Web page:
Posted by: Joe Eds | January 11, 2010

Sunday Shows Problem

This article in Politico dissects and analyzes the problem with the Sunday News Shows (Meet the Press, Face the Nation, This Week, etc). Too insulated, too inside, same guests and panelists, too much “conventional wisdom” not enough grounded facts, too much “gotcha – SEE YOU CHANGED YOUR OPINION FROM FIVE YEARS AGO!!” type questions. The big problem is lack of fact-checking on the spot and being unable to respond to claims or flat-out gossip.Agreed on all fronts. The Sunday shows often serve as a relief from the cable show shout matches, but they’re too self-serving. And by that I mean on all fronts – the host asks banal-gotcha questions and gets to “look tough with politicians” the politicians, staff, aides, writers on the show get to champion / defend/ rebutt whatever topic is big that week and regurgitate their talking points. Everyone can leave achieving their “goal”. The format is not really the problem. The main problem is the questions asked, “Do you feel the president still has control of blank?” What the hell is the surrogate going to say? Yes, you got me. I give.  No, they spin. And the Sunday shows are designed to get the surrogates or even the politicians themselves to spin out of problems, even when the host claims they’re holding their feet to the fire.

Solution: Get rid of the surrogates. Get rid of the politicians. Get reporters on analysts on there only. Let them fill us in on what is going on. Of course, that solution has a side-effect of which “analysts” make it. Former politicians have allegiance. Columnists have readers. News reporters work for networks that have audiences and they’d rather hear about a potentially racist remark taken out of context then the sub-paragarph (b) page 245 of the new health care bill. So it’d be tough to settle on who is a “good panelist” versus who is towing the party line.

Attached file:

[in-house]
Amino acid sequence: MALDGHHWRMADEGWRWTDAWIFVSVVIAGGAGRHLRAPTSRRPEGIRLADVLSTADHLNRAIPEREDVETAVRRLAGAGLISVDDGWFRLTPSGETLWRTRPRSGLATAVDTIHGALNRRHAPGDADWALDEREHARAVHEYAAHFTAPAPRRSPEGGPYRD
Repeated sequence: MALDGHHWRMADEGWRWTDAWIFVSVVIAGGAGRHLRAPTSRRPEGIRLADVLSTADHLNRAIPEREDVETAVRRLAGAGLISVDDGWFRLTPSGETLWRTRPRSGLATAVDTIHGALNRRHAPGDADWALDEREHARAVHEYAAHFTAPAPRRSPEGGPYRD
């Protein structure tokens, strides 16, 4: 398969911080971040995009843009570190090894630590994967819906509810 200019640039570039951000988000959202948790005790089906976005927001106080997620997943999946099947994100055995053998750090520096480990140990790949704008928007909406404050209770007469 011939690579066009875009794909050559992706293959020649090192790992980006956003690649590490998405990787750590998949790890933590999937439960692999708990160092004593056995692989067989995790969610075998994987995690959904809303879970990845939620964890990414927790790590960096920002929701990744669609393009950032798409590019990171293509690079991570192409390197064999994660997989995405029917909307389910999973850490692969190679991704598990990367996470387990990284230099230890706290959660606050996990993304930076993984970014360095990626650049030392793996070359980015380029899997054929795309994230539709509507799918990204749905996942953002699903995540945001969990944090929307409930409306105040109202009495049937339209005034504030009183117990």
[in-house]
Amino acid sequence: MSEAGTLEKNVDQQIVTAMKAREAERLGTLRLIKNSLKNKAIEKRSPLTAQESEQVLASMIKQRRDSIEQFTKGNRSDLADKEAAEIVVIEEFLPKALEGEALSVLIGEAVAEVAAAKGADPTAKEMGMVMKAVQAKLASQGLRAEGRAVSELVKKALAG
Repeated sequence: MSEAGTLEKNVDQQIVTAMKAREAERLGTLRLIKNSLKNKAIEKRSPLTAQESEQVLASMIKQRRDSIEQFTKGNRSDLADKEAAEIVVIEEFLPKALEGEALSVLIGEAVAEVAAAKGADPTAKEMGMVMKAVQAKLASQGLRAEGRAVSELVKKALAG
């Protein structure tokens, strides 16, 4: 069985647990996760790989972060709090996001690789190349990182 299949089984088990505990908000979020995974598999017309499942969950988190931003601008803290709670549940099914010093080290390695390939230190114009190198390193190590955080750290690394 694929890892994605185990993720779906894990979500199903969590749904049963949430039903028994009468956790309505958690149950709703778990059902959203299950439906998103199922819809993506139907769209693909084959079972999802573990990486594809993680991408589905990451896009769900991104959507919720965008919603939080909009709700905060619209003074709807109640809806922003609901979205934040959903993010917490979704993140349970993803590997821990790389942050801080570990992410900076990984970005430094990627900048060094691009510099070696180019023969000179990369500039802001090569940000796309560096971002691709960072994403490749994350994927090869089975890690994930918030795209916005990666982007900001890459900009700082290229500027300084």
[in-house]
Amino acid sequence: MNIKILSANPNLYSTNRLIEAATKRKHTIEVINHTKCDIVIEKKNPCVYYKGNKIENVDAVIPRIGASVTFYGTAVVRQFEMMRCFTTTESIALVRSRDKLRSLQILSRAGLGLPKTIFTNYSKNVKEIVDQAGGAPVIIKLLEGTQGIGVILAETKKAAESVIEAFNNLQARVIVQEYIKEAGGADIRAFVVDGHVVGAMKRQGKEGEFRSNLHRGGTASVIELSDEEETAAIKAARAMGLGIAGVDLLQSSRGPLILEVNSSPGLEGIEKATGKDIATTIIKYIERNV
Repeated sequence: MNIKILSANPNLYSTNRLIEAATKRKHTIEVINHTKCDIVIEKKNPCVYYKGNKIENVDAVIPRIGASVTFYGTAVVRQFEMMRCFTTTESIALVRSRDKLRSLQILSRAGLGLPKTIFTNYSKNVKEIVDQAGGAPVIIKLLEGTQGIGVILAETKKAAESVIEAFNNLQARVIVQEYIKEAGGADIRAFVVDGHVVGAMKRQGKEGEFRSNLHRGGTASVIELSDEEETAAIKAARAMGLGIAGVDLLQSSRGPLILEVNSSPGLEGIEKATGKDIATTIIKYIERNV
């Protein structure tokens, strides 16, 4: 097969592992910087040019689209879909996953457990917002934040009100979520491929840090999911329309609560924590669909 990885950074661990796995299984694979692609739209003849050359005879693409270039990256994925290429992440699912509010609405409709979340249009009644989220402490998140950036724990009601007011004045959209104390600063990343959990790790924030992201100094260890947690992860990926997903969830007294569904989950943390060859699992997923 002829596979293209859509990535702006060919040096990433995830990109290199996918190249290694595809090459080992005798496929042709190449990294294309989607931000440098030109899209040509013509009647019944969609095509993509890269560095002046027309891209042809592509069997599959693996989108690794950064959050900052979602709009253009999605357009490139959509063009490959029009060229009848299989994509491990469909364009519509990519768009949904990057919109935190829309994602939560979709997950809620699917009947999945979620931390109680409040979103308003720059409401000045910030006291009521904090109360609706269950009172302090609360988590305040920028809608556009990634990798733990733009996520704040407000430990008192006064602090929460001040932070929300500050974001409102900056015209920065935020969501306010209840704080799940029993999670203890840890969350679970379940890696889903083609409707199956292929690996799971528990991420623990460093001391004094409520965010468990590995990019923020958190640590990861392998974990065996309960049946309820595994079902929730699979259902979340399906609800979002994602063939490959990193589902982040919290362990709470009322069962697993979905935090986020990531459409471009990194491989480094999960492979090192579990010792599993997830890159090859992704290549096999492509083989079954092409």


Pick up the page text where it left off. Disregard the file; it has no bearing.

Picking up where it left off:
And when the news shows respond with, “Well we get three million viewers every Sunday so we must be doing something right?” My response* is the reason most Eskimos eat blubber is that it’s the only thing available at the arctic buffet. DON’T SETTLE ON STATUS QUO. BE BETTER at what you do and we the audience will reward you.

*old Dennis Miller joke.

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Responses

  1. I would like to slap a gigantic “FUCKIN’ A” stamp on that first paragraph.

    The question of where we go from here is a good one, and I don’t have a good answer. Unfortunately, I suspect this won’t get sorted out until the more fundamental shifts occurring in the news world have worked themselves out as well. Thanks to technological progress (read: the internet machine, and to a lesser extent niche cable) how we as a society produce, deliver and consume news and political analysis has changed dramatically in just the last few years, and will change further in the coming decade.

    All that is guaranteed to deeply affect those questions of hierarchies, allegiances and roles amongst journalists and “analysts.” It’s gonna be very interesting for a while.


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